Any scenario in which someone wears the inflatable T-Rex costume is funny just because, and even funnier because they are so awkward. But this T-Rex managed to be funny and leave the awkwardness behind as he goes out on the lake on a jet ski!
This T-Rex is professional jet skier Mark Gomez, doing what he does best even inside a dinosaur costume. Guillermo Casas recorded him using a drone. A good time was had by all. -via Tastefully Offensive
A photo posted by Dinosaur Kingdom II (@dinokingdom2) on Jun 30, 2016 at 3:17pm PDT
Imagine a theme park where life-size dinosaur statues exist in the middle of Civil War battles. Dinosaur Kingdom II in Virginia harkens back to the kind of attractions that popped up on roadsides between the rise of the American road trip and the construction of the interstate highways that bypassed so much of it. All you need are things people want to see, and that means dinosaurs and Civil War soldiers. Mark Cline is the owner of the new theme park which just opened this summer, but it’s far from his first. His bizarre vision depends little on historical accuracy and a lot on wacky entertainment. Read more about Dinosaur Kingdom II at Ozy.
Edward Grant of Middletown, New Jersey, caught this fish Sunday in Raritan Bay. It’s a fluke, in more ways than one. It appears that something, possibly a bluefish or shark, had taken a bite out of the fish. The fluke's massive injury was completely healed.
"We were very shocked," Grant said, adding, "We used a few other words, too."
Grant tossed the 18.5 inch fluke back into the bay, deciding it had been through enough already and deserved to live.
"I felt bad for it," he said.
Would you call the fish lucky for both surviving such a bite and also being tossed back by a fisherman? Or would you call him unlucky for being bitten and then being hooked? -via Arbroath
Killing stuff is a big part of any roleplaying game, and RPG systems generally use enemy kills as the main source of experience points, so it's hard to imagine an RPG system that doesn't involve killing stuff.
It's even harder to imagine a game in which characters are penalized for resorting to violence, but somehow the new tabletop RPG Lotus Dimension makes that concept seem appealing.
Lotus Dimension forces players to figure out how to solve problems and conflict without violence, using powers like "sleight of hand" or "curl up like an armadillo" to peacefully resolve encounters.
The game was created by Scott Wayne Indiana as an interesting alternative to games like D&D, with a character advancement structure based on Buddhism's noble eightfold path and the concept of karma.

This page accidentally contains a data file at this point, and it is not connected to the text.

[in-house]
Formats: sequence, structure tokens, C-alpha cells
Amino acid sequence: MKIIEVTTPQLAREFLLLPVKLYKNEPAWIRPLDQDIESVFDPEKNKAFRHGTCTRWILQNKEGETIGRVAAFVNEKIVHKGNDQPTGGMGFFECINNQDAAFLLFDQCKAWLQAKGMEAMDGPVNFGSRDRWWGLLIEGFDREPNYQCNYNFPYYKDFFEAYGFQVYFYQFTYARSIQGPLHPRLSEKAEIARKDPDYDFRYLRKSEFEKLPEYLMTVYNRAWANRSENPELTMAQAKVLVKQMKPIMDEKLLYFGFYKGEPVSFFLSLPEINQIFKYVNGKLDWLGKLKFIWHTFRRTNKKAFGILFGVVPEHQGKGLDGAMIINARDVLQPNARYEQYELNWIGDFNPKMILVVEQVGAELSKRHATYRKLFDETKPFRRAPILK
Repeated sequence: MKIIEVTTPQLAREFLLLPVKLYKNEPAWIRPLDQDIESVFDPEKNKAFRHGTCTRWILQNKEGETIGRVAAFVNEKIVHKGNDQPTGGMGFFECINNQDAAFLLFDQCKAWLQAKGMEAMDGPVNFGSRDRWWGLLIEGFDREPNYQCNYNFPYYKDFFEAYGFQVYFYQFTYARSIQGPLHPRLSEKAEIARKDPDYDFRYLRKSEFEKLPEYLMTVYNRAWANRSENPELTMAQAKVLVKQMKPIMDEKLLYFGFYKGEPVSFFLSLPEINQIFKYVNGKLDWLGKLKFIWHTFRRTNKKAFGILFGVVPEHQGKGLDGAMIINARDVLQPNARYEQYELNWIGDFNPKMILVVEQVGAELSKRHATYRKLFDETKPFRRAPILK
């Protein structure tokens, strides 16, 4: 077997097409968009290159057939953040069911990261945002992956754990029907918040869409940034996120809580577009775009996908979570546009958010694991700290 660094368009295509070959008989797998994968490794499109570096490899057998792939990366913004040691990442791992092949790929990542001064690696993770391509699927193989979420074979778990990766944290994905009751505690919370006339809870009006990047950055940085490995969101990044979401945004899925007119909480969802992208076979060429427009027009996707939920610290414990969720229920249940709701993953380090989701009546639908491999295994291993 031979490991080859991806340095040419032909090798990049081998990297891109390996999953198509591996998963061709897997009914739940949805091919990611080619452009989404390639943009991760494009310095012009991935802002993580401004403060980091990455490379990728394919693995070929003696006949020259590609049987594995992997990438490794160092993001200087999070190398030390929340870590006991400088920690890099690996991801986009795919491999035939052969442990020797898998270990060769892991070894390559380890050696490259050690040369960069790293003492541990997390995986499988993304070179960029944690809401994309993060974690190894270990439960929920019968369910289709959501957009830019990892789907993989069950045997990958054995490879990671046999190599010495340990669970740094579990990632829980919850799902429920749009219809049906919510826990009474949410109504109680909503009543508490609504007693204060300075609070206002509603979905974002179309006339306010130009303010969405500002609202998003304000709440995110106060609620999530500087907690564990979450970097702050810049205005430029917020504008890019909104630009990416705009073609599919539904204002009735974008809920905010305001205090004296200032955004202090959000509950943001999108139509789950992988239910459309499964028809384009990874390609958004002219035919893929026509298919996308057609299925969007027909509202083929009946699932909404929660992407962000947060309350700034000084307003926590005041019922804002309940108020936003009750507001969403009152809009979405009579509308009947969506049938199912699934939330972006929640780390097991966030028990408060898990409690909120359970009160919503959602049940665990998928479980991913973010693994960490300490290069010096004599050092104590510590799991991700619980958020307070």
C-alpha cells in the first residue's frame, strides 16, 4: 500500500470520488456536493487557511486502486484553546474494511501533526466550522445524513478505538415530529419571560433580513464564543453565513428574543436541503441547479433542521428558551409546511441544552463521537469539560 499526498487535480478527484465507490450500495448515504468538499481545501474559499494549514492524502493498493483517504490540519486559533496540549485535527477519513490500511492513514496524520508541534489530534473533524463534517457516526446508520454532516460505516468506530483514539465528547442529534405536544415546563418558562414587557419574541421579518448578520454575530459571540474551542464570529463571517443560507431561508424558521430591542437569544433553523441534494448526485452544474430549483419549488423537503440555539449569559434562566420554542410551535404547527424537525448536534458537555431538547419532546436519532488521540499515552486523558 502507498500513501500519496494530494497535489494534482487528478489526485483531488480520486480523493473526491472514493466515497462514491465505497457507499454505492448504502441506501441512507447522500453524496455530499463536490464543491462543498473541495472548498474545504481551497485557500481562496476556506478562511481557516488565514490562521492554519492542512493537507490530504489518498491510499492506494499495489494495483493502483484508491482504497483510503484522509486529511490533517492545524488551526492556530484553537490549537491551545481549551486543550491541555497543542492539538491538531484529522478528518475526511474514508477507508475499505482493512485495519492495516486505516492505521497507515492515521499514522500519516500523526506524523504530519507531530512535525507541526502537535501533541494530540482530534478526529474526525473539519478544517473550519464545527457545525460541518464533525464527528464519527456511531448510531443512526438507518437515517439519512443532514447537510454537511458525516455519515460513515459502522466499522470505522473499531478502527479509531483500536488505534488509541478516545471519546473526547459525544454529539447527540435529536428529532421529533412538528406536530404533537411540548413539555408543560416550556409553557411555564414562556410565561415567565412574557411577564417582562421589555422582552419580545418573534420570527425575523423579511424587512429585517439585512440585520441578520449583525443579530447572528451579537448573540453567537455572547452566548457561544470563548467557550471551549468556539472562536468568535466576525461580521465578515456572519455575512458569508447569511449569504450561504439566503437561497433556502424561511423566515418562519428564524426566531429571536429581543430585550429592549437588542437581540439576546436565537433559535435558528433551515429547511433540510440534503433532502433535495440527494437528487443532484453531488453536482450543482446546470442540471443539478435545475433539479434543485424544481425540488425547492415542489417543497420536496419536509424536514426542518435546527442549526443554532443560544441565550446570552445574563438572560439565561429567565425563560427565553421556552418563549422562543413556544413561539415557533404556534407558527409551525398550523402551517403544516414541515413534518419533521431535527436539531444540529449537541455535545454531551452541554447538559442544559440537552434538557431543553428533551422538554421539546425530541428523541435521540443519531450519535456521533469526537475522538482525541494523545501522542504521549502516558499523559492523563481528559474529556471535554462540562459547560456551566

And while it probably won't appeal to your power gamer buddies who are all about loot and XP Lotus Dimension will definitely broaden the horizons of gamers who are sick of the same old RPGs.
Batman v Superman: Dawn of Justice was not as well received as expected. How should they improve the next movie? Screen Rant had a genius idea: Batman against Batman. Specifically, Batman played by Christian Bale vs. Batman played by Ben Affleck.
Oh yeah, Michael Keaton gets thrown into the mix, too. And George Clooney. Did you see Val Kilmer? I didn’t. Anyway, Batman vs. Batman would be a much more evenly matched fight, and probably pretty dirty, too. On top of all that, you can see they are secretly rooting for each other. -via Geeks Are Sexy
The world’s largest elevator opened just last weekend to carry ships up and down the Three Gorges Dam on the Yangtze River in central China. Previously, ships could only surmount the dam by using a system of five locks, which took hours. Now they can just be lifted up or down, water and all, in just 40 minutes!
Spicy foods are really hard to eat, so it makes sense for manufacturers to sell them in smaller quantities since nobody really needs more than their mouth can handle.
But if you're going to sell your spicy chips one chip at a time they'd better live up to your claim that they're "the hottest chip in the world".
Paqui Chips is standing by the claim that their Carolina Reaper Madness chip is hot enough to be sold individually, and just to make sure foodies get the point they're selling each one in a little coffin box.